The Ray, a nonprofit testbed for sustainable transportation, has announced a fleet electrification study to analyze the movement patterns of medium- and heavy-duty freight vehicles on select American interstates and highways. Using data provided by Geotab, The Ray will be able to determine the optimal locations and design for electric vehicle (EV) charging stations and help make EVs more accessible.
The analysis performed by The Ray will begin with two pilot corridors: one regional along I-20 from Dallas, Texas, to Atlanta, Georgia, and the other local, from the Port of Savannah, Georgia, to the inland port in Atlanta, Georgia. Geotab will develop and provide data visualization tools, such as graphs and heat maps, allowing The Ray to easily dial into the analysis and leverage telematics-rich data insights to determine the most strategic locations to build medium- and heavy-duty charging infrastructure along the two corridors. The data will also help The Ray better understand where and what type of additional truck parking is needed for electric vehicles.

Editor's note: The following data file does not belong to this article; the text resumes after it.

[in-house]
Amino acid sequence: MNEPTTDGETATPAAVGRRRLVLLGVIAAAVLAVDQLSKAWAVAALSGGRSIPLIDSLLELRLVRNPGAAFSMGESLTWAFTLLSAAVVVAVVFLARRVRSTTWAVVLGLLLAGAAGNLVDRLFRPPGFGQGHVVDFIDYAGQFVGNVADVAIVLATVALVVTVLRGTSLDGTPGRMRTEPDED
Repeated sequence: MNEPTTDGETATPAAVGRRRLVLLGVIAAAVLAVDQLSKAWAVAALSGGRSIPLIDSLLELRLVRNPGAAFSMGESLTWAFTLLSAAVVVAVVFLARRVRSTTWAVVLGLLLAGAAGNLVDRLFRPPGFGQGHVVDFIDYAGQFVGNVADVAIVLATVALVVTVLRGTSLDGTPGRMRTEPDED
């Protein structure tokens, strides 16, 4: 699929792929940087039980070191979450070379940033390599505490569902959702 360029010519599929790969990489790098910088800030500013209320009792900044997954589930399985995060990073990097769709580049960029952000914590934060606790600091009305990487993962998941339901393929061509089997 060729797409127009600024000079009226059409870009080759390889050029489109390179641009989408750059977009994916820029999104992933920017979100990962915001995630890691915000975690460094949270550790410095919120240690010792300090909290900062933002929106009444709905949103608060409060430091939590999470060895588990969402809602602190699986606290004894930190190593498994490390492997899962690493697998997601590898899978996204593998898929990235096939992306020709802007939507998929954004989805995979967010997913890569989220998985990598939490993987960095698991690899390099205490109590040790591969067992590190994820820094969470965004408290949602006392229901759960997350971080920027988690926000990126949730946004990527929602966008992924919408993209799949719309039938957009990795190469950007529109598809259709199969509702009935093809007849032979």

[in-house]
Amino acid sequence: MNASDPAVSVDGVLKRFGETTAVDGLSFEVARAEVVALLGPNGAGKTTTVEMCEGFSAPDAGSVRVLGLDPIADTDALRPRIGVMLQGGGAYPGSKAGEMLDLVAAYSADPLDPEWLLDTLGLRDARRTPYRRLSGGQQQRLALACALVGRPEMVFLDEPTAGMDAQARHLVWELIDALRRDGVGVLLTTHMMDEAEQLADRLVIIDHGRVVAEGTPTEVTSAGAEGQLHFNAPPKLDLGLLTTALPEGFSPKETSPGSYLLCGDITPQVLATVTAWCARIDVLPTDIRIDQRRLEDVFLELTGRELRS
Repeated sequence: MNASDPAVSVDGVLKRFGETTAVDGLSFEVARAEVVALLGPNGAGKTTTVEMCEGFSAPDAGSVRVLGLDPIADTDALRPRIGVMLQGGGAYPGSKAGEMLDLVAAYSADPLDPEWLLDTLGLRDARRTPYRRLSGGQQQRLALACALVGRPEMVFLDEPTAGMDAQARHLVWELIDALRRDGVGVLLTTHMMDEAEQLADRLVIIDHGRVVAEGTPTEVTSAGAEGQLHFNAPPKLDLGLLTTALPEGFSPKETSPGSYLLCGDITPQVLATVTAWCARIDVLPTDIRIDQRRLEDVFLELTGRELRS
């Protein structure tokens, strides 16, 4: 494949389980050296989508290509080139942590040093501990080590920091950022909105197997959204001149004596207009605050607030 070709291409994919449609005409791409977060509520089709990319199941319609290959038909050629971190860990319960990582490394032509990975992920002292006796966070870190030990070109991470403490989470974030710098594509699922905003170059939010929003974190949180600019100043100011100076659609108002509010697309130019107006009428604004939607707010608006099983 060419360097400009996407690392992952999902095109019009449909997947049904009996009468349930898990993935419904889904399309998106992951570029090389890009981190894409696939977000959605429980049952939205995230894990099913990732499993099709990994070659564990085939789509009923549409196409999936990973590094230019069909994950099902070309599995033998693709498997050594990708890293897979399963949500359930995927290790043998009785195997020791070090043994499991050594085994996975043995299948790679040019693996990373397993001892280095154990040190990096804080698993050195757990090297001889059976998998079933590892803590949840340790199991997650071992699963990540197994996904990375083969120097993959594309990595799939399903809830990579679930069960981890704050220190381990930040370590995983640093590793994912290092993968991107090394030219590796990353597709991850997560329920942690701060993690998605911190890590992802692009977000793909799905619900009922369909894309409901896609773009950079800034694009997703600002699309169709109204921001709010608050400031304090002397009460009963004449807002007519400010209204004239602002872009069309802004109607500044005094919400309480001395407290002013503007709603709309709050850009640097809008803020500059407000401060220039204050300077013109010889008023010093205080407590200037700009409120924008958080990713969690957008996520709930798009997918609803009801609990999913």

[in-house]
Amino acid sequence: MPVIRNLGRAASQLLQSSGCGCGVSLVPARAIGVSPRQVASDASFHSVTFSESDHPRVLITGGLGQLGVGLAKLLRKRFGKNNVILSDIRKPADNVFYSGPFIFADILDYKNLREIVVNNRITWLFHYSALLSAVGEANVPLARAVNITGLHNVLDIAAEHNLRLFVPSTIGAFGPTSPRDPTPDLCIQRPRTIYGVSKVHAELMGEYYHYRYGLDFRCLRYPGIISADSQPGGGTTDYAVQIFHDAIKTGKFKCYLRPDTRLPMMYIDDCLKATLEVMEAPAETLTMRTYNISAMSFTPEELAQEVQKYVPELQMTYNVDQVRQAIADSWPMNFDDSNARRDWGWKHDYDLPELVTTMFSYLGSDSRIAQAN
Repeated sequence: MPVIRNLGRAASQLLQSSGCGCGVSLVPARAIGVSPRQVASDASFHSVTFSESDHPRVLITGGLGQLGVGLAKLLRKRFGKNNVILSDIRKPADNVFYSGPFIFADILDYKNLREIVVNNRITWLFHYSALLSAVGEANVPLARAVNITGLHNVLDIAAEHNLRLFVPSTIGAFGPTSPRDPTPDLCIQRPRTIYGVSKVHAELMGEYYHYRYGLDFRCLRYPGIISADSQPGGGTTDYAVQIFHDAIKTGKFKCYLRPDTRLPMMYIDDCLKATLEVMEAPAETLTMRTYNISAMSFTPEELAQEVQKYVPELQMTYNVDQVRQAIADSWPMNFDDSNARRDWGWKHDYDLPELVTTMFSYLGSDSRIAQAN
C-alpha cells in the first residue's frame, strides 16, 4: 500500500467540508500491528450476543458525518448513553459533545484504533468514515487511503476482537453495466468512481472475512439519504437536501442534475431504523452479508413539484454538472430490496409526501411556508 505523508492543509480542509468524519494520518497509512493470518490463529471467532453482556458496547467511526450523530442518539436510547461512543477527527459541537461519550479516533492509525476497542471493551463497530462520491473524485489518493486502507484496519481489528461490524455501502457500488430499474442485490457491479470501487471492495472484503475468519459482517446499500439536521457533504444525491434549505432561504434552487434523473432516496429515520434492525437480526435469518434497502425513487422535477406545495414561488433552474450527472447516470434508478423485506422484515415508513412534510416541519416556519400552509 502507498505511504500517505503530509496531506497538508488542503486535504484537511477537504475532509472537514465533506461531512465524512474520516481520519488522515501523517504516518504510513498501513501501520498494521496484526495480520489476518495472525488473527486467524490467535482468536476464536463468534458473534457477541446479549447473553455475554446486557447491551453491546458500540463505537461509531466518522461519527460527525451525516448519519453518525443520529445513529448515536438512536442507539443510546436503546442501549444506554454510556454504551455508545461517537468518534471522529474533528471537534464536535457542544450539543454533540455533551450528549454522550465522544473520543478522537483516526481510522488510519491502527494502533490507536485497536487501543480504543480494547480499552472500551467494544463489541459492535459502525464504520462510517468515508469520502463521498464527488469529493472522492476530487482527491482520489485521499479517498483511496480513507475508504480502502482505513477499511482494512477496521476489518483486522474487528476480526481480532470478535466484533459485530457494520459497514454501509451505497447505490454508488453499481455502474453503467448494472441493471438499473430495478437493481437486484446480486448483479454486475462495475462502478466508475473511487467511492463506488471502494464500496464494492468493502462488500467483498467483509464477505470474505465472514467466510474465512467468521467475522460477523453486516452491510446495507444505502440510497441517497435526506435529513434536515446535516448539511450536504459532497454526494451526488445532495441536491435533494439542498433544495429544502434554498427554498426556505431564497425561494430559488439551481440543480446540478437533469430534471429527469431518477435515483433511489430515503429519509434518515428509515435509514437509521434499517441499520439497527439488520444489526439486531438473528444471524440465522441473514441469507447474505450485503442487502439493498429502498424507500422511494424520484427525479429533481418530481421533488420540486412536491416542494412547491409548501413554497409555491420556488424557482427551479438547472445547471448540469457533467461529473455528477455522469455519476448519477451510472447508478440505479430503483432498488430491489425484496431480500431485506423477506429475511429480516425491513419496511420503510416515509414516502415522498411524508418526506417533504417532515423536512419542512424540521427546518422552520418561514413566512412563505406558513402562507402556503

“The data provided by Geotab gives The Ray access to fleet movement data, as an overlay for our Esri Row solar mapping tool, to prepare for the planning of EV charging infrastructure sites and medium/high-voltage direct current transmission and distribution grid upgrades with our public and private partners," said Allie Kelly, The Ray’s executive director.
The Ray will also use the Geotab data to determine the land size needed to support medium- and heavy-duty EV charging, optimize charging schedules, and create EV charging locations as close to the corridor as possible, to help increase efficiency while on the road and minimize miles driven. Improving charging infrastructure helps make electric vehicles more efficient and affordable. These advancements in EV charging infrastructure will then act as the foundation for The Ray’s ultimate goal - the development of EV charging lanes to charge as the vehicle is still in motion.
Originally posted on Work Truck Online
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